Anthony STONECIPHER and Melissa Stonecipher, Plaintiffs–Appellants, v. Special Agents Carlos VALLES; John Estrada; David Tabullo; McCarthy; King; and Jorgensen, Defendants–Appellees.
Anthony and Melissa Stonecipher became targets of an investigation into their purchases and sales of firearms and explosives. During the investigation, federal officers discovered that Mr. Stonecipher had pleaded guilty in 2007 to a misdemeanor crime of domestic violence in Missouri. One of the officers, Carlos Valles, concluded Mr. Stonecipher had violated federal law, which makes it illegal for anyone convicted of even a misdemeanor crime of domestic violence to possess a firearm.
Acting on this knowledge, Valles obtained a search warrant for the Stoneciphers' home. Valles executed the search and arrested Mr. Stonecipher, who was subsequently charged with unlawful firearms possession.
It turns out, however, that Mr. Stonecipher had not been convicted of a misdemeanor crime of domestic violence for purposes of federal law. Prosecutors soon learned that the Missouri conviction did not count because the sentence had been suspended and, under Missouri law, a suspended sentence in these circumstances does not amount to a conviction. With this knowledge, the government dismissed the criminal complaint.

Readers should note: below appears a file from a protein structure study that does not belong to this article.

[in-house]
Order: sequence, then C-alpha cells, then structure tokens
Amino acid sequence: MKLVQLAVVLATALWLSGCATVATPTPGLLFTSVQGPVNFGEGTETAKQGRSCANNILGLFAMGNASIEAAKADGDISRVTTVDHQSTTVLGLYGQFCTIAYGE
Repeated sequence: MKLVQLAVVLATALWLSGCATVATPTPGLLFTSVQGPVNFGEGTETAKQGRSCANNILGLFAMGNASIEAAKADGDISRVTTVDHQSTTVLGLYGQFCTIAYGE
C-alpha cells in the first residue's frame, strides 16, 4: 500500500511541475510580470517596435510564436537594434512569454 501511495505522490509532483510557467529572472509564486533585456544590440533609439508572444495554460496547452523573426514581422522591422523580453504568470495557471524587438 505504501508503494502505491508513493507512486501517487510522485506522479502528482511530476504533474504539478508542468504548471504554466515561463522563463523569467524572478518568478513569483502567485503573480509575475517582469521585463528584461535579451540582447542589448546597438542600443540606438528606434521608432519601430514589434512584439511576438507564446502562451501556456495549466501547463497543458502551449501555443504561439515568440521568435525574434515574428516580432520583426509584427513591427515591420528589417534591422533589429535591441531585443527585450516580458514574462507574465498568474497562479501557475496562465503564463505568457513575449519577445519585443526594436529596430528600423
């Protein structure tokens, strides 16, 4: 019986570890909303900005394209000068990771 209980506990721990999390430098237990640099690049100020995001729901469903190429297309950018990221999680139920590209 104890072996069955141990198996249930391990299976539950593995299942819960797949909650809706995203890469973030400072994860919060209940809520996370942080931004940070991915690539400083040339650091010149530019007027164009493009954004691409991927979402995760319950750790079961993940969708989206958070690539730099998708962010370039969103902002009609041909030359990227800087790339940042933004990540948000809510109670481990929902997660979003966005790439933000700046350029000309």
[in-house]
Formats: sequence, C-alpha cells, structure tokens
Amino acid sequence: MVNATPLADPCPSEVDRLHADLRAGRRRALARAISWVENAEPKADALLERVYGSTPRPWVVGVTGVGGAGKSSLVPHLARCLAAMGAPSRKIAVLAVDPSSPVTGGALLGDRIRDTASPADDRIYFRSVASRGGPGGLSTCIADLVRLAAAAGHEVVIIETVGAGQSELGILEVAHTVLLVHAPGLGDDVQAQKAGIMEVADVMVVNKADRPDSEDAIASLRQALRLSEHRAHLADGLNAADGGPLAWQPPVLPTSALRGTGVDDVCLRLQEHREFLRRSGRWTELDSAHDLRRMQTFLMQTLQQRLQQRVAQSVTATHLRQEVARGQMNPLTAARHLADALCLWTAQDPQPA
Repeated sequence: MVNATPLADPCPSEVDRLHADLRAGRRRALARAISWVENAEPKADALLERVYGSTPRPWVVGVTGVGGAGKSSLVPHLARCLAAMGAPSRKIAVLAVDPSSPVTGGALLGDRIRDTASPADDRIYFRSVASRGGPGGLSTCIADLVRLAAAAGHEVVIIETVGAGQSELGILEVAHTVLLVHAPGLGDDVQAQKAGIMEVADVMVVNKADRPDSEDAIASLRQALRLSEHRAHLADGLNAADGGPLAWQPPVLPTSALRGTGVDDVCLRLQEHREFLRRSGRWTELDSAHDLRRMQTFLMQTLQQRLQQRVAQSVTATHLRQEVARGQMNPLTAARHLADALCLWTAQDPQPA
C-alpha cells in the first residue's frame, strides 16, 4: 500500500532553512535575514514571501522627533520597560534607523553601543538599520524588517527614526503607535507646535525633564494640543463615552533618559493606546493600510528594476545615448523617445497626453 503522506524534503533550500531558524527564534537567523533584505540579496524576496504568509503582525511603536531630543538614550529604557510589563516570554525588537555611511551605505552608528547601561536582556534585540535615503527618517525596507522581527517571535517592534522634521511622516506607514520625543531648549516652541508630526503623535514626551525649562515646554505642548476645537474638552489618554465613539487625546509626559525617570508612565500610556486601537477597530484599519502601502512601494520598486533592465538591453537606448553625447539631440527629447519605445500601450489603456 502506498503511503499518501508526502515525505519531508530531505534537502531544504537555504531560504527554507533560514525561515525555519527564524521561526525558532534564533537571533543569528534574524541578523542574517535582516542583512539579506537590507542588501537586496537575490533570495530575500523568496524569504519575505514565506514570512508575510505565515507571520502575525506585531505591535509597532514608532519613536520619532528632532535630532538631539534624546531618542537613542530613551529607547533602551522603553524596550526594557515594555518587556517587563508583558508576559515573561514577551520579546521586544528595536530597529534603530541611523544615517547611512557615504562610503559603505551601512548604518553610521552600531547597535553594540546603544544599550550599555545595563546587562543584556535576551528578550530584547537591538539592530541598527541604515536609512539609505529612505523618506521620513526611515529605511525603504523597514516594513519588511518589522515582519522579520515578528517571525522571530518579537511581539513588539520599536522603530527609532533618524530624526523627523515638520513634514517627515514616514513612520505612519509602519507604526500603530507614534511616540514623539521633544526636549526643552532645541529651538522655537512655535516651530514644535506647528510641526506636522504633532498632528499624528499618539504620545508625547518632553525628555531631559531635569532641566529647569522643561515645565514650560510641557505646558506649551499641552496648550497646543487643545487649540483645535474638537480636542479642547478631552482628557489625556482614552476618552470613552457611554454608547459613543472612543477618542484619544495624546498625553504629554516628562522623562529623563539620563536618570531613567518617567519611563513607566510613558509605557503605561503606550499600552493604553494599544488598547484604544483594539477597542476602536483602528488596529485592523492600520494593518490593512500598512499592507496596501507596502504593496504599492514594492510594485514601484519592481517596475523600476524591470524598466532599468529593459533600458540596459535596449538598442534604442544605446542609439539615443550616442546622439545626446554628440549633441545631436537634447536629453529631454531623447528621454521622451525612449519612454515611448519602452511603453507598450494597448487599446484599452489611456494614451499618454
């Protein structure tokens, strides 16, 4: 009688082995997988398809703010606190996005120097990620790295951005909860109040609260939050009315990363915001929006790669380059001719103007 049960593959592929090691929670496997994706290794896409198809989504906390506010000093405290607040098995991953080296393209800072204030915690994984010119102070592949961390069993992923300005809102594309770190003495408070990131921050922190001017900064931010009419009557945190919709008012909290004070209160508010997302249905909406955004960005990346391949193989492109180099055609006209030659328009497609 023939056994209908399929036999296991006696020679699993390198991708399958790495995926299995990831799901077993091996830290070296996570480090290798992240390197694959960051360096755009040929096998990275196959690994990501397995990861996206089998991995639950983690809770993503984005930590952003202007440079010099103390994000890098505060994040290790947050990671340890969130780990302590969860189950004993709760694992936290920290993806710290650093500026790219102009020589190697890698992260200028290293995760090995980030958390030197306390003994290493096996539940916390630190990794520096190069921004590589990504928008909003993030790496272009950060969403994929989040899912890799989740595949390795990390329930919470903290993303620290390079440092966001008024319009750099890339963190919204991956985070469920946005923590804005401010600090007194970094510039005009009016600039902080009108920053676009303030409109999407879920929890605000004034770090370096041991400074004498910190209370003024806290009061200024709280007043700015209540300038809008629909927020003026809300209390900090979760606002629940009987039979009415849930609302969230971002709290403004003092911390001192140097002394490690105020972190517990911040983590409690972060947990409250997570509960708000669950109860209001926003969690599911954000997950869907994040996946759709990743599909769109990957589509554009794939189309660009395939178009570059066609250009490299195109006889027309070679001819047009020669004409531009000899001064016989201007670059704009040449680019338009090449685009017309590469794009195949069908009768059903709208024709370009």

The Stoneciphers filed a Bivens1 action against Valles and other law enforcement officers involved in the investigation, alleging violations of their Fourth and First Amendment rights in connection with the search of their home and Mr. Stonecipher's arrest and prosecution. The district court granted summary judgment for the defendants on the grounds of qualified immunity. The Stoneciphers appealed the grant of summary judgment on their claims for unreasonable search and seizure, unlawful arrest, malicious prosecution, and violation of their First Amendment rights.
Exercising jurisdiction under 28 U.S.C. § 1291, we AFFIRM the judgment of the district court. For purposes of qualified immunity, Valles had enough information to (1) conclude he had probable cause to search the Stoneciphers' home; and (2) arrest and file charges based on Mr. Stonecipher's possession of firearms and explosives. Further, there was no evidence that Mr. Stonecipher's arrest and prosecution were in retaliation for the exercise of his First Amendment rights.